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Taxation and Migration: Evidence and Policy Implications

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  • Henrik Kleven
  • Camille Landais
  • Mathilde Muñoz
  • Stefanie Stantcheva

Abstract

In this article, we review a growing empirical literature on the effects of personal taxation on the geographic mobility of people and discuss its policy implications. We start by laying out the empirical challenges that prevented progress in this area until recently, and then discuss how recent work have made use of new data sources and quasi-experimental approaches to credibly estimate migration responses. This body of work has shown that certain segments of the labor market, especially high-income workers and professions with little location-specific human capital, may be quite responsive to taxes in their location decisions. When considering the implications for tax policy design, we distinguish between uncoordinated and coordinated tax policy. We highlight the importance of recognizing that mobility elasticities are not exogenous, structural parameters. They can vary greatly depending on the population being analyzed, the size of the tax jurisdiction, the extent of tax policy coordination, and a range of non-tax policies. While migration responses add to the efficiency costs of redistributing income, we caution against over-using the recent evidence of (sizeable) mobility responses to taxes as an argument for less redistribution in a globalized world.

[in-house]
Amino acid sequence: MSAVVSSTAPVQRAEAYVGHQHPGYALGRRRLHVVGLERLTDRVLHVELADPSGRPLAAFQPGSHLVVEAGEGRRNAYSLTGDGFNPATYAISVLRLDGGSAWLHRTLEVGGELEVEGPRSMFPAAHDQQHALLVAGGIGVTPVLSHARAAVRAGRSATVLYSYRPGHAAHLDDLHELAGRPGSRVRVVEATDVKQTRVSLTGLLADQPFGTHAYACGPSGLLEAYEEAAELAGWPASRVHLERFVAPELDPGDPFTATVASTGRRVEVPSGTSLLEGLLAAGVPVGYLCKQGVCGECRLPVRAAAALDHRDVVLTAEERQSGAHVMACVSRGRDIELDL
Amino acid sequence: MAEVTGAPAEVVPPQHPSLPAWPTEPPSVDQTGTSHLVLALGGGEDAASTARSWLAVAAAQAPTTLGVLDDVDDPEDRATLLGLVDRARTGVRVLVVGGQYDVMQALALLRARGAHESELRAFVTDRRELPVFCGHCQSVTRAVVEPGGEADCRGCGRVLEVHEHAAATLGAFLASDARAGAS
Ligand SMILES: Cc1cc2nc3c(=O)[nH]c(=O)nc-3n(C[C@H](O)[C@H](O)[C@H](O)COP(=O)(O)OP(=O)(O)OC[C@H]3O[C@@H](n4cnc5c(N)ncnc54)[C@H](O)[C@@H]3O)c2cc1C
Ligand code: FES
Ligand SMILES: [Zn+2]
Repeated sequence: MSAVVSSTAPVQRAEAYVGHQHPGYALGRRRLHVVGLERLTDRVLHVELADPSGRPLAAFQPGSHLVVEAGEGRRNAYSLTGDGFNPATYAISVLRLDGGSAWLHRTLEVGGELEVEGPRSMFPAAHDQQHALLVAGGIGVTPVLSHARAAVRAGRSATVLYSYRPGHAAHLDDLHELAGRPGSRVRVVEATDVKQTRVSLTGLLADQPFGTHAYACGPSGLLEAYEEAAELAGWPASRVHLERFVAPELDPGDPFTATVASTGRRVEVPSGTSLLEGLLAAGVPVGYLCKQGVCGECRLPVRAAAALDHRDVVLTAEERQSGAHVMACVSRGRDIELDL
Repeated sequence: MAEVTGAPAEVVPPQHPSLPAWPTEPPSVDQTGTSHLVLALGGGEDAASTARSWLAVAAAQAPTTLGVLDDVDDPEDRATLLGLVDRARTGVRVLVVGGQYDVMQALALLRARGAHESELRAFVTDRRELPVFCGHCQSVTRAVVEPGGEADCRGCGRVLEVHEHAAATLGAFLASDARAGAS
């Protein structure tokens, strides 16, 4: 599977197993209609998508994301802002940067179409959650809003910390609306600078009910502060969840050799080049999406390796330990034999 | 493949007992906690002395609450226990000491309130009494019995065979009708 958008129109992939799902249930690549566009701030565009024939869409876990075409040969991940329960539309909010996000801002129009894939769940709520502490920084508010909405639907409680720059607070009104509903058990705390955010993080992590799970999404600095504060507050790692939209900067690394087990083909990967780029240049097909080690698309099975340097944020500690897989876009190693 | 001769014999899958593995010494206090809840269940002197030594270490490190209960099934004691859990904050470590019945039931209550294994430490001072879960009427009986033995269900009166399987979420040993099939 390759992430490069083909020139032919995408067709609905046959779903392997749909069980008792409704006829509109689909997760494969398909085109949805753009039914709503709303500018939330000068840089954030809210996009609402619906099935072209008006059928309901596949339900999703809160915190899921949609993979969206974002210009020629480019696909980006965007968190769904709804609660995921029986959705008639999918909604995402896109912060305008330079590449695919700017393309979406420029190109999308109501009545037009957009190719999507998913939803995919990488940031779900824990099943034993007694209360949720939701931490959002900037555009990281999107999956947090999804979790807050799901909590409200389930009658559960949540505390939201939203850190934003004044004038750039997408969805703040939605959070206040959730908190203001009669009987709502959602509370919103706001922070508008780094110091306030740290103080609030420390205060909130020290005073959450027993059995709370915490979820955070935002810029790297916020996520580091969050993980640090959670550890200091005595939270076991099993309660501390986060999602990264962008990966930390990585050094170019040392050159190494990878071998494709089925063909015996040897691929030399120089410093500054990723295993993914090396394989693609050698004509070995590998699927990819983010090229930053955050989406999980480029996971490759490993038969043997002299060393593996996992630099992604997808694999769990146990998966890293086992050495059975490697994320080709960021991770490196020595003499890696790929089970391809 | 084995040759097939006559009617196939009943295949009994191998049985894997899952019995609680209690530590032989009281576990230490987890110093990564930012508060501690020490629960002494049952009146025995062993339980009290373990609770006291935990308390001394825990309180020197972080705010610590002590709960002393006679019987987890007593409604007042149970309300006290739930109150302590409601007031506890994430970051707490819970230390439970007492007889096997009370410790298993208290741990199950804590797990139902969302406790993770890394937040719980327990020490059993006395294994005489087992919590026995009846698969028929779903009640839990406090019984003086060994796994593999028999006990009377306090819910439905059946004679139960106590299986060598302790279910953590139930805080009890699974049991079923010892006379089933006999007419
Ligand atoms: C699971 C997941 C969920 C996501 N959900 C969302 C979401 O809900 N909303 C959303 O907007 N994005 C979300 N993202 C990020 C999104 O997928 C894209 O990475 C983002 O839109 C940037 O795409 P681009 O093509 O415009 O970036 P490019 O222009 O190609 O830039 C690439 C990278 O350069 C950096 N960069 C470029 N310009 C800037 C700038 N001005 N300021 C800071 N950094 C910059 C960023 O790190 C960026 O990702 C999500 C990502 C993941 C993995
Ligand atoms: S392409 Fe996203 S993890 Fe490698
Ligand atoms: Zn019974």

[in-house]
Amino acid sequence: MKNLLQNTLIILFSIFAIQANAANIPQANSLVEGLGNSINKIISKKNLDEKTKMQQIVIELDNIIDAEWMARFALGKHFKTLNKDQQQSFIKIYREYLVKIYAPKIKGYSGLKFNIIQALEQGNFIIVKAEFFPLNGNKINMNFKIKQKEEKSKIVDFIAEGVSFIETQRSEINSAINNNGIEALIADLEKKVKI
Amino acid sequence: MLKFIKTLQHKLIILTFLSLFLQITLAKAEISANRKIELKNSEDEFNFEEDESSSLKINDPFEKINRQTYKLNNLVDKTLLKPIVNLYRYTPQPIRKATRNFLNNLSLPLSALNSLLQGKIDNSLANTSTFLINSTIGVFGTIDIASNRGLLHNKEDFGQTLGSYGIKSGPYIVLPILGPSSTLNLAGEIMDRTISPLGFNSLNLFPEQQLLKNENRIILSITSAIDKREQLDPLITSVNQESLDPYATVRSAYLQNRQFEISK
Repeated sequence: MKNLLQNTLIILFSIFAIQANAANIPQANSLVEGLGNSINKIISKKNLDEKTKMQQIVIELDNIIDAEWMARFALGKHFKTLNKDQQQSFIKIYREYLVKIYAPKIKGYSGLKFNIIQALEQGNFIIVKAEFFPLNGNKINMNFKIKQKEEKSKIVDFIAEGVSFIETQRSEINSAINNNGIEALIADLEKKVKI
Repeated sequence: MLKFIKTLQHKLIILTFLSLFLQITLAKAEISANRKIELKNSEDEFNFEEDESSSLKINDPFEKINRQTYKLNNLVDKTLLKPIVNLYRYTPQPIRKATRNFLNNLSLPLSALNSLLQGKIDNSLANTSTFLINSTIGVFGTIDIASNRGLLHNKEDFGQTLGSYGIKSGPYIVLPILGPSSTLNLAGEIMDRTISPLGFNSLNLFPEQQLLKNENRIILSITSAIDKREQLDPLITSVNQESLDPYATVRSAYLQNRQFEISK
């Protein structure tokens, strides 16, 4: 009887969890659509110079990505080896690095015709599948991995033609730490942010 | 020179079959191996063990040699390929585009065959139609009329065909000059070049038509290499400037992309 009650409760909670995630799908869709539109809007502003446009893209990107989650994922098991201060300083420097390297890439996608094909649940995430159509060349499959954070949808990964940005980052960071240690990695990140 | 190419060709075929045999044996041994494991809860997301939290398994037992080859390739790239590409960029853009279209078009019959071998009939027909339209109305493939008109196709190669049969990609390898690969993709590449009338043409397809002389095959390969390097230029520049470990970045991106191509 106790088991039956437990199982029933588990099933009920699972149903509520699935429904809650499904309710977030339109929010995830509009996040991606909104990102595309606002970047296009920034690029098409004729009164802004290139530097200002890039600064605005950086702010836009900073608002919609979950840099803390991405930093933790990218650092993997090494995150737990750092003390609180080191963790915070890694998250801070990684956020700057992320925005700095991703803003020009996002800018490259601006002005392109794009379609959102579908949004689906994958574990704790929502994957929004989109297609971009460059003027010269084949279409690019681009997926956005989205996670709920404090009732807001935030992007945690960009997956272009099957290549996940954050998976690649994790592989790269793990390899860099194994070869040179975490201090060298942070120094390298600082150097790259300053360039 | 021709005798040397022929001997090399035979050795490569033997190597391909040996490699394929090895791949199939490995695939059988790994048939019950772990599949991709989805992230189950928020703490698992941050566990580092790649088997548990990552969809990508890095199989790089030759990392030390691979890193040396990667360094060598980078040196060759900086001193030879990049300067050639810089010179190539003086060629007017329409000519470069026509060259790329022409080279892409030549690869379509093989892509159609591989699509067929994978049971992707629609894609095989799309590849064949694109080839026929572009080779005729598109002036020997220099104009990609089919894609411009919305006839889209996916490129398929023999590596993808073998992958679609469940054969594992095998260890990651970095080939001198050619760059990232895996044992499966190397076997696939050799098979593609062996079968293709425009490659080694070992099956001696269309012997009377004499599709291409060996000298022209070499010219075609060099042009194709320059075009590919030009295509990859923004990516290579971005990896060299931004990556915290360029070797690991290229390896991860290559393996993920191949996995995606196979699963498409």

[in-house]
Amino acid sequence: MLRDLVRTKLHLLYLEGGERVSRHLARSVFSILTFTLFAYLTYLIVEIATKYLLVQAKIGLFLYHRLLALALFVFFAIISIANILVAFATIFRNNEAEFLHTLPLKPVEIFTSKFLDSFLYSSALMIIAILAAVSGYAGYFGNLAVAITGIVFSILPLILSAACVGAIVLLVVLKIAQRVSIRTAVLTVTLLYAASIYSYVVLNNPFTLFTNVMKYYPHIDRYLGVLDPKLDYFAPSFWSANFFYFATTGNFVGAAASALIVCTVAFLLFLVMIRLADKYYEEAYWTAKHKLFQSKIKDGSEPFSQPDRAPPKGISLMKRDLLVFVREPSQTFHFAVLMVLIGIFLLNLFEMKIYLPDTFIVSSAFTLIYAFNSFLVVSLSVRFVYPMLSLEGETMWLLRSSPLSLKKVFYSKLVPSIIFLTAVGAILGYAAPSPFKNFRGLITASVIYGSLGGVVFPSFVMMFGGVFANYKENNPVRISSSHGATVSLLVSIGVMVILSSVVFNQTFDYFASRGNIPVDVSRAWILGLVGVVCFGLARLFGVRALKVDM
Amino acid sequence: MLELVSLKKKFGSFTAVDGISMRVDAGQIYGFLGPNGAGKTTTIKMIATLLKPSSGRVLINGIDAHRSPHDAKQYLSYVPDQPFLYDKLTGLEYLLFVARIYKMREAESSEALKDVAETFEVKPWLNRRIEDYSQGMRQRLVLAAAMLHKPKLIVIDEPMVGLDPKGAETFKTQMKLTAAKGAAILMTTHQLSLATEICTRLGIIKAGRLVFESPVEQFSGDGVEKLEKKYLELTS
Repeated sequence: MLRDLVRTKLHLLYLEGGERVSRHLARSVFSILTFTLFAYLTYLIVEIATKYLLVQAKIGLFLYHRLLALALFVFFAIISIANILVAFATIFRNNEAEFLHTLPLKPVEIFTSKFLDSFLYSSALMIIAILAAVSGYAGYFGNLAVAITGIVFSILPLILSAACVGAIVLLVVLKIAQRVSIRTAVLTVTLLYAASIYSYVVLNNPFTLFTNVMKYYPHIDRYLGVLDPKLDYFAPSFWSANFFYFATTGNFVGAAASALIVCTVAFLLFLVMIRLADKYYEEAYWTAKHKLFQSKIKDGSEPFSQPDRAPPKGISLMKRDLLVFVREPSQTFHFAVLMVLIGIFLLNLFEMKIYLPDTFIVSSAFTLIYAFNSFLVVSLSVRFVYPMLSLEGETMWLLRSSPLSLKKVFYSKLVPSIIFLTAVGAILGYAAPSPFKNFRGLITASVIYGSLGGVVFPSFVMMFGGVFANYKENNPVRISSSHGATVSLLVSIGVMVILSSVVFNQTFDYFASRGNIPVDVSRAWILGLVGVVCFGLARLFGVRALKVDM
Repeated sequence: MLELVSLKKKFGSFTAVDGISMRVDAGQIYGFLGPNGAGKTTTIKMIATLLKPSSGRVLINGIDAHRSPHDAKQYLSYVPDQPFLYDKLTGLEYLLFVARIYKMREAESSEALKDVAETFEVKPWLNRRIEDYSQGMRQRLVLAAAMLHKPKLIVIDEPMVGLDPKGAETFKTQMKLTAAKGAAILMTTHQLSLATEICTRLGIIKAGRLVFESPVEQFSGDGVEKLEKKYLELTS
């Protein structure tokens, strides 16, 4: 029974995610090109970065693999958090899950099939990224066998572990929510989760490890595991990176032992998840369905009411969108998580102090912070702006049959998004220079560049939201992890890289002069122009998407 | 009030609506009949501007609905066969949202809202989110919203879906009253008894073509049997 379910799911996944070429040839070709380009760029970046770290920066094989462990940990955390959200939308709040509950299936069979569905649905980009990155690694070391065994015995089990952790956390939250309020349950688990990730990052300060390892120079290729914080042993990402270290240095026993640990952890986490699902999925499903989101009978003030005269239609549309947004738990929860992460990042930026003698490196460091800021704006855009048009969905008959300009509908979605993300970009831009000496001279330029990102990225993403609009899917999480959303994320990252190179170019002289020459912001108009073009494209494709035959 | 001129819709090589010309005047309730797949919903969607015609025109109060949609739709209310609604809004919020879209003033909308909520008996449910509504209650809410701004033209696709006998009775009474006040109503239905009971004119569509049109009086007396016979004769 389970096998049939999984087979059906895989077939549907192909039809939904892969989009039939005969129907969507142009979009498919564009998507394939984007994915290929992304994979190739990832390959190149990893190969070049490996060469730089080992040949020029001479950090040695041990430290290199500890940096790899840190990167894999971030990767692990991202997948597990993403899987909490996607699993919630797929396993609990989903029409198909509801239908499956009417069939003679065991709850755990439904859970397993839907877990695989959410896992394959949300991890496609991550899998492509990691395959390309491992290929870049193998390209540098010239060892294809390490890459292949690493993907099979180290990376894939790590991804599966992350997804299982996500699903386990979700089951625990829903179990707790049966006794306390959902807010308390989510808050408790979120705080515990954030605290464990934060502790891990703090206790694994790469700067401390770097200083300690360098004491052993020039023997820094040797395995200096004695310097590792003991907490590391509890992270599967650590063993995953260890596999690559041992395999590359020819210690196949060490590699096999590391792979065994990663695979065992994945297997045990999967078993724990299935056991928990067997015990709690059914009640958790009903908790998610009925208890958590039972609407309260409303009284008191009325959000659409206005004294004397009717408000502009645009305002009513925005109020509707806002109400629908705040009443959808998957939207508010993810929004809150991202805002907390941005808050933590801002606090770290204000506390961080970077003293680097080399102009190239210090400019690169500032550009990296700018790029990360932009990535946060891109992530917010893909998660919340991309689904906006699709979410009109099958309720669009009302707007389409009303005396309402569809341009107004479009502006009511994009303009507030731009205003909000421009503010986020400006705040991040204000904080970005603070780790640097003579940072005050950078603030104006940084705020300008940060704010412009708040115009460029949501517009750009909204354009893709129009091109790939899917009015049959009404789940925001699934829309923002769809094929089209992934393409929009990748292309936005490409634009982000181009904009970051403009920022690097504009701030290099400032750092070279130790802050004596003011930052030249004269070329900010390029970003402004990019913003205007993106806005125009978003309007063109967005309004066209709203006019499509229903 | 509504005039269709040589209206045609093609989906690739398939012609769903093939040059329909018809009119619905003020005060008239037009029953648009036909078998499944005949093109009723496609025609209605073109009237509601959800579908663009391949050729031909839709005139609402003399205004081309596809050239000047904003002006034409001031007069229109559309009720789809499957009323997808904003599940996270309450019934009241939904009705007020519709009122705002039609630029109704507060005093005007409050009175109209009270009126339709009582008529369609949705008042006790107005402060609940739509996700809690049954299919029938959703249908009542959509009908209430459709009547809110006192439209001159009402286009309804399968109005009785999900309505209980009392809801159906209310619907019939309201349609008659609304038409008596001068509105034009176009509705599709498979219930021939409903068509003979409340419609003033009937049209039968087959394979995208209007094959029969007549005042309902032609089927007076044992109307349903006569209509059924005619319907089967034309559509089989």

Suggested Citation

  • Henrik Kleven & Camille Landais & Mathilde Muñoz & Stefanie Stantcheva, 2019. "Taxation and Migration: Evidence and Policy Implications," NBER Working Papers 25740, National Bureau of Economic Research, Inc.
  • Handle: RePEc:nbr:nberwo:25740
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    More about this item

    JEL classification:

    • H2 - Public Economics - - Taxation, Subsidies, and Revenue
    • H21 - Public Economics - - Taxation, Subsidies, and Revenue - - - Efficiency; Optimal Taxation
    • H24 - Public Economics - - Taxation, Subsidies, and Revenue - - - Personal Income and Other Nonbusiness Taxes and Subsidies
    • H26 - Public Economics - - Taxation, Subsidies, and Revenue - - - Tax Evasion and Avoidance
    • H71 - Public Economics - - State and Local Government; Intergovernmental Relations - - - State and Local Taxation, Subsidies, and Revenue

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